This warning occurs at opening if the image does not contain an embedded profile. It lets you either leave the images untagged or assign a profile. See Figure below for a look at the Missing Profile dialog box.
The Missing Profile dialog box.
Photoshop checks an image’s profile during two instances: when opening and when pasting. You can see the warning dialog boxes in Figure below. When opening, you are given the choice to work in thee embedded profile, change to the working profile, or completely discard the profile. When pasting, you can convert to the current space or leave it.
Profile Mismatch has two different dialog boxes
The following sections holds the most exciting development from Adobe Photoshop in the realm of customization.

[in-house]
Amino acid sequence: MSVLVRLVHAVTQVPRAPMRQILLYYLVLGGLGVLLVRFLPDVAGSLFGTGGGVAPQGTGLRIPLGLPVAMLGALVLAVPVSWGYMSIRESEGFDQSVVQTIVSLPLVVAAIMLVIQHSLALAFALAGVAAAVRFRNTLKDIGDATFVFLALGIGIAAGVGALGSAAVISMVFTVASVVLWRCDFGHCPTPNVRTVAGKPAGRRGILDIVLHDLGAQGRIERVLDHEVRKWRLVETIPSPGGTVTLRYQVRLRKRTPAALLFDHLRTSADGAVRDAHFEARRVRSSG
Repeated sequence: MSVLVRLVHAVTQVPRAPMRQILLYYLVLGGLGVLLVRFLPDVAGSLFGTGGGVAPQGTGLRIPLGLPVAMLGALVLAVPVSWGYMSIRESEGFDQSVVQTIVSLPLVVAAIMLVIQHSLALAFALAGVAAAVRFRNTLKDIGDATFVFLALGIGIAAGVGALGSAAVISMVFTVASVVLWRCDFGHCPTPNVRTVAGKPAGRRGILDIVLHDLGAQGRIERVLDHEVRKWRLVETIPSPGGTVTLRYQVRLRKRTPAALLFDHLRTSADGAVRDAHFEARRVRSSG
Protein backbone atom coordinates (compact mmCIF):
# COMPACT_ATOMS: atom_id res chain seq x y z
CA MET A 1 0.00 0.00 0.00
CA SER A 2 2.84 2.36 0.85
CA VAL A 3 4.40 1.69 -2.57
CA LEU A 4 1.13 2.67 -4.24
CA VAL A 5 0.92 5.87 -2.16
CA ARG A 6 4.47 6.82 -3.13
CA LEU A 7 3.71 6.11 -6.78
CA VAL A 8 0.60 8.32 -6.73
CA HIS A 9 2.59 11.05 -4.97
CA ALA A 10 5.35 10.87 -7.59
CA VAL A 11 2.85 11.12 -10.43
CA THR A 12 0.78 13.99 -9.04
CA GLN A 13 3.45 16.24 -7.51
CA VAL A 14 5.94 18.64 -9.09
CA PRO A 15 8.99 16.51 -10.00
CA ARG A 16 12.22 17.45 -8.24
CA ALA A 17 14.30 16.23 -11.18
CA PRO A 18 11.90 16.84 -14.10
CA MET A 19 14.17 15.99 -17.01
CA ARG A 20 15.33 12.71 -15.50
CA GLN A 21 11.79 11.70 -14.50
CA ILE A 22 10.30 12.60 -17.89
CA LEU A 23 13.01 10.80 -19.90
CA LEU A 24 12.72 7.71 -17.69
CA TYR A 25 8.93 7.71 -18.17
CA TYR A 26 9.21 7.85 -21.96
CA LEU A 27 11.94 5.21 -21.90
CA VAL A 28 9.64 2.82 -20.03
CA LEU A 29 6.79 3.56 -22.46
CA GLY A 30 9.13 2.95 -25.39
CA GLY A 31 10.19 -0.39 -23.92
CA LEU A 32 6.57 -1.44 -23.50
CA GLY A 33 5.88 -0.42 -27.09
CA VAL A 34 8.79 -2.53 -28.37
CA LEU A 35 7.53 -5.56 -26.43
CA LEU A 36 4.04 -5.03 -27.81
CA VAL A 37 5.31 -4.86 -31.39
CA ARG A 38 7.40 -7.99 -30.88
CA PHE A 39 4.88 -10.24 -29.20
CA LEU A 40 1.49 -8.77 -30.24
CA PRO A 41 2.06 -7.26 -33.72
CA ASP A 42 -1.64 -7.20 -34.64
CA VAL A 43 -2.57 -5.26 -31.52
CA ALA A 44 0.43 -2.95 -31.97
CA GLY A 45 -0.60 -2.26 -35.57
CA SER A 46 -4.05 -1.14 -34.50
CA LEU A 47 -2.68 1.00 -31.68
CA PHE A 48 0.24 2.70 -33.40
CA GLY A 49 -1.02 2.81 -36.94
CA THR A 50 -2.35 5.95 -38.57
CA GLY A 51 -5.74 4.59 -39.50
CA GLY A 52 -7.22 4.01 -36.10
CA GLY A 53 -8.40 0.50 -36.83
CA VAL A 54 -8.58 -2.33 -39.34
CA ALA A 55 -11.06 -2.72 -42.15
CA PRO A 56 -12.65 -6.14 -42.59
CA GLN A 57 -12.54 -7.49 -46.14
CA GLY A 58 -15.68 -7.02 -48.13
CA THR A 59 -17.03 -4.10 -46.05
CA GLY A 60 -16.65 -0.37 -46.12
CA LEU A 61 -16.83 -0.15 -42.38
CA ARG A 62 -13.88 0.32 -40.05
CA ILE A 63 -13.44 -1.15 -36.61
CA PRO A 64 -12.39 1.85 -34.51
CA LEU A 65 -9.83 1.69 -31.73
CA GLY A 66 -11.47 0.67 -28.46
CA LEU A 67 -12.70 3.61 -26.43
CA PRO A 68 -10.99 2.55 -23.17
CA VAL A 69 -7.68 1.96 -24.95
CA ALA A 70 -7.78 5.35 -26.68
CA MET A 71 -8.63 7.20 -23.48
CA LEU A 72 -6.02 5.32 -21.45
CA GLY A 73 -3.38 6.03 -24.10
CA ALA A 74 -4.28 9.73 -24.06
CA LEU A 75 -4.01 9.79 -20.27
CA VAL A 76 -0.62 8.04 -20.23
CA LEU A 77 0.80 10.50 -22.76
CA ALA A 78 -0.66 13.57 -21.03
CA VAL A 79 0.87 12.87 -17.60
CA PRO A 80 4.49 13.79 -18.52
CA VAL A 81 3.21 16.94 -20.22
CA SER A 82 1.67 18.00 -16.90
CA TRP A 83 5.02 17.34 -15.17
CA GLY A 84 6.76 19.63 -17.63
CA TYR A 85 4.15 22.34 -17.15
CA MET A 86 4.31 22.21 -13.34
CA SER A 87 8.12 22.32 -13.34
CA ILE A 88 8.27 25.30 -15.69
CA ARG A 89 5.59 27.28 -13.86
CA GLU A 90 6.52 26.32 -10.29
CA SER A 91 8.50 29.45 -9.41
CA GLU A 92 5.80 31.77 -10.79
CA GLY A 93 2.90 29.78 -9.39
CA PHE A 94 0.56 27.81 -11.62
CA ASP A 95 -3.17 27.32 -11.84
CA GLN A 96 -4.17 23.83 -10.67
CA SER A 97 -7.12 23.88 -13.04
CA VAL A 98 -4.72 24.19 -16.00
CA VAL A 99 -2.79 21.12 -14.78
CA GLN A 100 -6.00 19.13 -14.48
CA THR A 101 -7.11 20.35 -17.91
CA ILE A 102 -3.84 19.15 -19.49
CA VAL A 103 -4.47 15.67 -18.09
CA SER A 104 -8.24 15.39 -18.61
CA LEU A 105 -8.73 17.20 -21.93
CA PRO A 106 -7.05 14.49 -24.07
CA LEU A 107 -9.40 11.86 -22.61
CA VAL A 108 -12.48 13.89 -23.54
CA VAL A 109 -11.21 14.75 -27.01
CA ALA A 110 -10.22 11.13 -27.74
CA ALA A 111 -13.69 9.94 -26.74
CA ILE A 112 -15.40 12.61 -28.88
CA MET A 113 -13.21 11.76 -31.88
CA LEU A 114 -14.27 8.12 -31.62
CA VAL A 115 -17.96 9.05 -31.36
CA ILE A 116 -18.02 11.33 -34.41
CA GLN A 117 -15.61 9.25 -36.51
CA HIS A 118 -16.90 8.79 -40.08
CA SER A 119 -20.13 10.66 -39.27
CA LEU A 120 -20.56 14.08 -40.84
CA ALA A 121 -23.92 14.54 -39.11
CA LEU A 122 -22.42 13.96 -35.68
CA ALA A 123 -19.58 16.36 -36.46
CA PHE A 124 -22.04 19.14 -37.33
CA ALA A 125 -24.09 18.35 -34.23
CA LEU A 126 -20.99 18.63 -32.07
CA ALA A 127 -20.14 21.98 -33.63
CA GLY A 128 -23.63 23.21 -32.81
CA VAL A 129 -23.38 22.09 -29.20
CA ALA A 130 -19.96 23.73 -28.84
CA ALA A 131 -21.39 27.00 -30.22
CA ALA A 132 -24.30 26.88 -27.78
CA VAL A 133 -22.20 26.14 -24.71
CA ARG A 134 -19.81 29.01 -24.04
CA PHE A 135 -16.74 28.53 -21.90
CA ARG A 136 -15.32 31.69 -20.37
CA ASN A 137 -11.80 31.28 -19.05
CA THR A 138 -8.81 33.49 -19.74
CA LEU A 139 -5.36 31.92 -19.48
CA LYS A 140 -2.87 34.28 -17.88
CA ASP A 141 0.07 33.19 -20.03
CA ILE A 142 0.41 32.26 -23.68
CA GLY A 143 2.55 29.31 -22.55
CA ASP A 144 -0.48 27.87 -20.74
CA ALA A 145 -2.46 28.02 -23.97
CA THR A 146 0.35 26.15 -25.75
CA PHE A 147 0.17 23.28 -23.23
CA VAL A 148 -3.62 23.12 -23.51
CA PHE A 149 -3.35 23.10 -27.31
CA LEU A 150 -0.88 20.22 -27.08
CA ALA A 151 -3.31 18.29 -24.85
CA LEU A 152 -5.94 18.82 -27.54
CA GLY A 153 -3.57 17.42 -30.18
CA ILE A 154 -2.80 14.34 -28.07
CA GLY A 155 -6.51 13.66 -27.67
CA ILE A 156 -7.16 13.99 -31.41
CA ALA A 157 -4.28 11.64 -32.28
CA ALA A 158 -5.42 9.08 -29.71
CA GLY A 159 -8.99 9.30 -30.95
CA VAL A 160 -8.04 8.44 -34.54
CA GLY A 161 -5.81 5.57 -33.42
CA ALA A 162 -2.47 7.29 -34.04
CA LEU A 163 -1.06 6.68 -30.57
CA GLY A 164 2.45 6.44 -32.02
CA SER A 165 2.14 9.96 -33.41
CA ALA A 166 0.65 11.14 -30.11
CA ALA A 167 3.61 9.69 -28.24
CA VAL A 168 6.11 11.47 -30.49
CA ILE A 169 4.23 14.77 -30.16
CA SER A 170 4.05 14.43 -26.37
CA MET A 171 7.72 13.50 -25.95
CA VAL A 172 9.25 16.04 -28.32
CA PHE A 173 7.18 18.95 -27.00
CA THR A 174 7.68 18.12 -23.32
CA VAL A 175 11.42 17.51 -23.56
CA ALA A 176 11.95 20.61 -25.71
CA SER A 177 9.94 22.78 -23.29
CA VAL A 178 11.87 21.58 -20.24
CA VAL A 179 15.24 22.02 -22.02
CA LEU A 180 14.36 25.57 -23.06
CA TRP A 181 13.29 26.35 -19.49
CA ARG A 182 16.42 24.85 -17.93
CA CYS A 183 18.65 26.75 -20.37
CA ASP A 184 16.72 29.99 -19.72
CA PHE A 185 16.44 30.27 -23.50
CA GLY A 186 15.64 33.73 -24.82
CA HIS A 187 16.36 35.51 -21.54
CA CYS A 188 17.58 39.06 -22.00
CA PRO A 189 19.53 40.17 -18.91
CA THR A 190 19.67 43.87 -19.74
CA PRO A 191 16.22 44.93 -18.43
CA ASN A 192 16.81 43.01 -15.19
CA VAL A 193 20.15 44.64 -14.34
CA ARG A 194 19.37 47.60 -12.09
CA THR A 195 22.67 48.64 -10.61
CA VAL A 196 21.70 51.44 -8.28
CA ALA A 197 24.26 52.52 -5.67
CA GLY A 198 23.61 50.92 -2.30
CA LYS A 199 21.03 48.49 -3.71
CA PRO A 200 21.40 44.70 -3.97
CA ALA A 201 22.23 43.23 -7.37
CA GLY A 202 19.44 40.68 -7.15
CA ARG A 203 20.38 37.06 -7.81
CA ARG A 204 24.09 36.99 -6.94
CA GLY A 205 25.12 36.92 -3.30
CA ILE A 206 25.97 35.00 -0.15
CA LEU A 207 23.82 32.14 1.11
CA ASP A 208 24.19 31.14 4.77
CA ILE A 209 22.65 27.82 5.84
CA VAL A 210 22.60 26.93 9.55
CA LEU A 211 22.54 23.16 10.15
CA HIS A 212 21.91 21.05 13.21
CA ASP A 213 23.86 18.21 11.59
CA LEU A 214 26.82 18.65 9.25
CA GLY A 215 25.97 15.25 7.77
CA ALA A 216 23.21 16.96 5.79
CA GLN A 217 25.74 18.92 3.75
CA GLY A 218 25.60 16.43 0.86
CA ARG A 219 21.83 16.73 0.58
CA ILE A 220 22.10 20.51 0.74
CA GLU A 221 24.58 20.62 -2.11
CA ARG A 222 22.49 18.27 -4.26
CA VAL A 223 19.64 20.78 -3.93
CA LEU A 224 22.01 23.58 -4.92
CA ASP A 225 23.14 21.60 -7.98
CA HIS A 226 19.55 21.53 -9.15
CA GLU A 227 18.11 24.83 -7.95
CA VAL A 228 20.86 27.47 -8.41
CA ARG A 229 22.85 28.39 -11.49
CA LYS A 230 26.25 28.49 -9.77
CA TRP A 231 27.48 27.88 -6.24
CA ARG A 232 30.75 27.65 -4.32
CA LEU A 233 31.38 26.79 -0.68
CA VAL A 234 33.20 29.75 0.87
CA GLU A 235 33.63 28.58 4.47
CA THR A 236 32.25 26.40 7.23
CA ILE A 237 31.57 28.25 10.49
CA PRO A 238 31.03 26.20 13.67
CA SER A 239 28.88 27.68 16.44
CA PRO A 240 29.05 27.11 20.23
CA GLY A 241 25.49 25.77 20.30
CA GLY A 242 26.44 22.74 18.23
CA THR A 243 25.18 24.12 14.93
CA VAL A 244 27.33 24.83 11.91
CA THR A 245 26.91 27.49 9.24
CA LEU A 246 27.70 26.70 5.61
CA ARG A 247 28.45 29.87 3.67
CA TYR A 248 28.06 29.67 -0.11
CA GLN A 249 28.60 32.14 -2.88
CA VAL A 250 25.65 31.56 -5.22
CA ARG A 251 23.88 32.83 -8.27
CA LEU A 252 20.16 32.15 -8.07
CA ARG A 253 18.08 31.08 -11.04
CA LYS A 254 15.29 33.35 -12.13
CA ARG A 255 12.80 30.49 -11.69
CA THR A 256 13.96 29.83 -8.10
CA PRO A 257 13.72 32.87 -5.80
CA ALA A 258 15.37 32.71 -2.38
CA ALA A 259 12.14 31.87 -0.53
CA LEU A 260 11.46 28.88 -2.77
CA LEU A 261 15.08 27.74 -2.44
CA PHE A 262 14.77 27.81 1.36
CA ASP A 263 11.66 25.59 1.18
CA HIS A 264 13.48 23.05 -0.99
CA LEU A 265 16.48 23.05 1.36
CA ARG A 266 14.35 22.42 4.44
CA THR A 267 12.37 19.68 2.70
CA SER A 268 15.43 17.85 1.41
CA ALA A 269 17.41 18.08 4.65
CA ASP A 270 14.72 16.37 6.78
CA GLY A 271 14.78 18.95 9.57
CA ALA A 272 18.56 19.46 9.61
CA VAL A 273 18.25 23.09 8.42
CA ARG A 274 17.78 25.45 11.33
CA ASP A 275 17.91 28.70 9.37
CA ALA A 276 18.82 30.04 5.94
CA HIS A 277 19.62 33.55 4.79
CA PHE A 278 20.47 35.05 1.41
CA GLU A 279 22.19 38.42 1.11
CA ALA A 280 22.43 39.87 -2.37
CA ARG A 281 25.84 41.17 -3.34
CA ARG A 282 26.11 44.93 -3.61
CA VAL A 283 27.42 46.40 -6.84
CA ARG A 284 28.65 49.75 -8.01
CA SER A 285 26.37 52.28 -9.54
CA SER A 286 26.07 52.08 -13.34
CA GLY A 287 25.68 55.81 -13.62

Adobe Photoshop Related Tutorials
|Adobe Flex Tutorial|
Adobe Photoshop Related Interview Questions
|Adobe PageMaker Interview Questions||Adobe Indesign Interview Questions|
|Adobe AEM/CQ Interview Questions||Adobe Flex Interview Questions|
|Adobe ColdFusion Interview Questions||Adobe Lightroom Interview Questions|
|Adobe After Effects Interview Questions||Adobe Fireworks Interview Questions|
|Adobe Analytics Interview Questions|
Adobe Photoshop Tutorial
Preferences And Settings
Customizing Your Workspace
Starting With Color Maps
Tiling And Transformations
Matte Paintings From Pictures
Quick Fixes For Common Problems
Masks And Mattes
Noise And Grain